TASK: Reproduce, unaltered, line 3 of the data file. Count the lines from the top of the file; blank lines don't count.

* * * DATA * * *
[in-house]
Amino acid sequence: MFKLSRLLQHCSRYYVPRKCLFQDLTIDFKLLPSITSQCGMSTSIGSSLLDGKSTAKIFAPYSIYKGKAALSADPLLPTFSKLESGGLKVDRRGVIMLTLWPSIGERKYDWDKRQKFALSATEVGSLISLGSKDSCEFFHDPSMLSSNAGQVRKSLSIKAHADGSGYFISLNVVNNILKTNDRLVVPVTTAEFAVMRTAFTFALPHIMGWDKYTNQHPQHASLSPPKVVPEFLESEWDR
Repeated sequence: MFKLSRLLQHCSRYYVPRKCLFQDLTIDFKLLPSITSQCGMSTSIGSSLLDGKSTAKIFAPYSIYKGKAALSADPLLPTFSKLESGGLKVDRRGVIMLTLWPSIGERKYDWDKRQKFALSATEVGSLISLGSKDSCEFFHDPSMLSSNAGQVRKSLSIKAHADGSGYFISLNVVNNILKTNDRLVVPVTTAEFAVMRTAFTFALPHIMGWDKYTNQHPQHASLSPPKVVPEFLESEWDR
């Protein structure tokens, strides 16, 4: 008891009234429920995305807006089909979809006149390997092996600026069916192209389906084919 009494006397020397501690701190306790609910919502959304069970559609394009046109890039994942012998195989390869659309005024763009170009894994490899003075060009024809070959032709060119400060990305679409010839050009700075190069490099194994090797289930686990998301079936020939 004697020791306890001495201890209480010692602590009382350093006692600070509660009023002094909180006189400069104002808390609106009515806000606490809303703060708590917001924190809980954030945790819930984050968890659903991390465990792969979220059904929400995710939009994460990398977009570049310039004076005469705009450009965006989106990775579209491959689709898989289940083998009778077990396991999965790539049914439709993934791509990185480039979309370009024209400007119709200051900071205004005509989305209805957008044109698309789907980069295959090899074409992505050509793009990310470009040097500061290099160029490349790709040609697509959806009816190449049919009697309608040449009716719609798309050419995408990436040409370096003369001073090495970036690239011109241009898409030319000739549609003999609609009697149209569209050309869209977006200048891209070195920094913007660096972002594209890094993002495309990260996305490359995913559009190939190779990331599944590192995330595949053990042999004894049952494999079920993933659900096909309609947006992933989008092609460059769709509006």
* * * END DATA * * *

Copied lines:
Repeated sequence: MFKLSRLLQHCSRYYVPRKCLFQDLTIDFKLLPSITSQCGMSTSIGSSLLDGKSTAKIFAPYSIYKGKAALSADPLLPTFSKLESGGLKVDRRGVIMLTLWPSIGERKYDWDKRQKFALSATEVGSLISLGSKDSCEFFHDPSMLSSNAGQVRKSLSIKAHADGSGYFISLNVVNNILKTNDRLVVPVTTAEFAVMRTAFTFALPHIMGWDKYTNQHPQHASLSPPKVVPEFLESEWDR